These were the manly virtues in Republican Rome before degeneracy took over, before the Romans interbred with non-whites during the decadent Roman Empire. This also portrays the spirit of the priest of the 14 words. Those who lack these virtues cannot be priests, or even apprentice priests.

Needless to say, virtually no film this century coming out of (((Hollywood))) inspires the hard Roman ethos we need to save the Aryans from extinction. Or hasn’t the young commenter who said the above even read the masthead?

Published in: on November 22, 2021 at 12:01 am  Comments (2)  

Flawed sci-fi genre

On Mondays a ‘market on wheels’ passes near my house that doesn’t exist in the neighboring country to the north: Indians who sell food and other household items to the more bourgeois classes. For the ridiculous price of $15 pesos (0.72 dollars) yesterday I bought this year’s version of Dune.

I still remember when I saw the first film version of Frank Herbert’s novel in 1984 and I thought it was a very bad movie. But the 2021 version is worse as the accelerating trend toward Evil continues in these eschatological times, as Savitri would say. I mean the mania of putting more and more non-white actors on the big screen. The $15 pesos I spent yesterday for a pirated DVD of Dune was a good investment, as I prefer to give that amount to an Indian than to Hollywood dogs (tonight my sister and my nephew will watch Dune on the Imax screen).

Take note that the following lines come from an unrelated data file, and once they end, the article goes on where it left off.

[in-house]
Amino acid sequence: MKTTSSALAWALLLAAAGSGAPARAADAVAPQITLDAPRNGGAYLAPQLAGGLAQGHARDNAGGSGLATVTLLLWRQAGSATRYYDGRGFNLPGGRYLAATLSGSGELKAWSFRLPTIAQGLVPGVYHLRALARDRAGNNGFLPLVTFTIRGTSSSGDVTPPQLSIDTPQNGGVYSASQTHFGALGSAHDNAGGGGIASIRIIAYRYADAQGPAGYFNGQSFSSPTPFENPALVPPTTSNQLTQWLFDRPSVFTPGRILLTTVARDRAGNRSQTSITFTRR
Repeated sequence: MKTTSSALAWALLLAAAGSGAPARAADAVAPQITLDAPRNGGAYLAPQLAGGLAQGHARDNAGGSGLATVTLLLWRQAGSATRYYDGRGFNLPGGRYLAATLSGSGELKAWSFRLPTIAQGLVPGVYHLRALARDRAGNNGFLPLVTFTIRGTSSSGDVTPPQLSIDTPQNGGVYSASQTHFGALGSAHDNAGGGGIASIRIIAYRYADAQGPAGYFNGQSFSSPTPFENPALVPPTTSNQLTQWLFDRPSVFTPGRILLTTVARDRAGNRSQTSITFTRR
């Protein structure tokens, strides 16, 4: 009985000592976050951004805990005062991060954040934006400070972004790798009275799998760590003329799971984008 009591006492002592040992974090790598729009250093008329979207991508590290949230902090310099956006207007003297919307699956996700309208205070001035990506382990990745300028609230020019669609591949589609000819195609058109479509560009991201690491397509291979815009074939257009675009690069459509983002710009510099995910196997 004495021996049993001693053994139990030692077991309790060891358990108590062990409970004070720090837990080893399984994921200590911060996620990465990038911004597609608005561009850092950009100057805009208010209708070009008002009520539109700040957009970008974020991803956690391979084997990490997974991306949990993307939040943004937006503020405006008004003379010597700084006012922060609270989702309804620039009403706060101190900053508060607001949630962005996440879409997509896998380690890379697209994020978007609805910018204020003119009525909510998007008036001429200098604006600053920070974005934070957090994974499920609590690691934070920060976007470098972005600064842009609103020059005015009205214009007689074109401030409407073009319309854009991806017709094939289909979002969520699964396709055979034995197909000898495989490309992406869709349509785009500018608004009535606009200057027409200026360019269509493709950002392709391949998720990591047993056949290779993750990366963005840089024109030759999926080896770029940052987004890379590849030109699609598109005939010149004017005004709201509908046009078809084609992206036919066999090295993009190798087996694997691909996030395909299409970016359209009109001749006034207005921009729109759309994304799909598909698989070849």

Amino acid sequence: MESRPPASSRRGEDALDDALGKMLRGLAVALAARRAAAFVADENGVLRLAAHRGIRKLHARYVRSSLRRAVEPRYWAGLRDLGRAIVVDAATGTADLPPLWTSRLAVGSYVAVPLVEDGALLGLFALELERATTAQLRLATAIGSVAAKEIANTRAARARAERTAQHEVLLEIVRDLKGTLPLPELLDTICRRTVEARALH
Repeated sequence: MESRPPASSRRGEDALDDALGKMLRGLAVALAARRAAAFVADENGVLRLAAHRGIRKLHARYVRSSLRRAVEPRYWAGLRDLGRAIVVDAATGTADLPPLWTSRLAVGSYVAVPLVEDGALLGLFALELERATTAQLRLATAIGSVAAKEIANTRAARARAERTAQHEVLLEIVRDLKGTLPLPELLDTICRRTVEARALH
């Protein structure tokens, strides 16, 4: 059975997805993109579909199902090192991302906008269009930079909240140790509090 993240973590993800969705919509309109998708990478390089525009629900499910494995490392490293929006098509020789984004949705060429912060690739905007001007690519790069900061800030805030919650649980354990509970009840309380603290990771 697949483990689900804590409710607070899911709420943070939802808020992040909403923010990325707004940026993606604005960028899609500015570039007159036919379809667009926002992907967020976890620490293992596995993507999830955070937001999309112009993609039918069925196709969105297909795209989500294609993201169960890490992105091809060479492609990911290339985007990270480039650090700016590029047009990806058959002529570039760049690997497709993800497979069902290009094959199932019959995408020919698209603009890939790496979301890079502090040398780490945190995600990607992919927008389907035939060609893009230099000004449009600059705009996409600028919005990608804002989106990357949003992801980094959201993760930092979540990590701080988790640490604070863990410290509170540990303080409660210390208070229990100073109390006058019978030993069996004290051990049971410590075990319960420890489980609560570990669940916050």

Although, with the exception of this darkening of actors, the visual aspect of the 2021 film improves on previous versions, there will never be a good movie because Herbert’s novel is flawed.

When I saw the 1984 film, I was unaware of the existence of psychoclasses. Recently, in one of my comments on Savitri’s book, I said that the Spaniards belonged to a higher psychoclass than the Aztecs, who killed and ate their children. The mistake of Herbert and all fans of science-fiction is that they ignore the existence of psychoclasses. With the exception of the books that I’ve been promoting on this site from the pen of Arthur C. Clarke, the only thing that the authors of the futurist genre do is extrapolate the present of this fallen West to a future where technology has been developed.

But that is not the future.

During the Middle Ages in Europe, the future of the Mesoamerican and Inca world would be the destruction, thanks to the Europeans, of an infanticidal psychoclass, a psychoclass of serial killers (see the central part of my Day of Wrath) through an amalgamation between Indian and Spanish in which, at least, the filicide aspects of the Amerinds were overcome.

That doesn’t mean that I identify myself with the Castilians. I represent a psychoclass superior to theirs inasmuch as I have always been repulsed by bullfighting (as I tell in one of my autobiographical books, my grandmother and my godmother were fans of this sadistic art). In other words, internally I already made another quantum leap from the Spanish psychoclass to a psychoclass that feels infinitely more empathy for animals.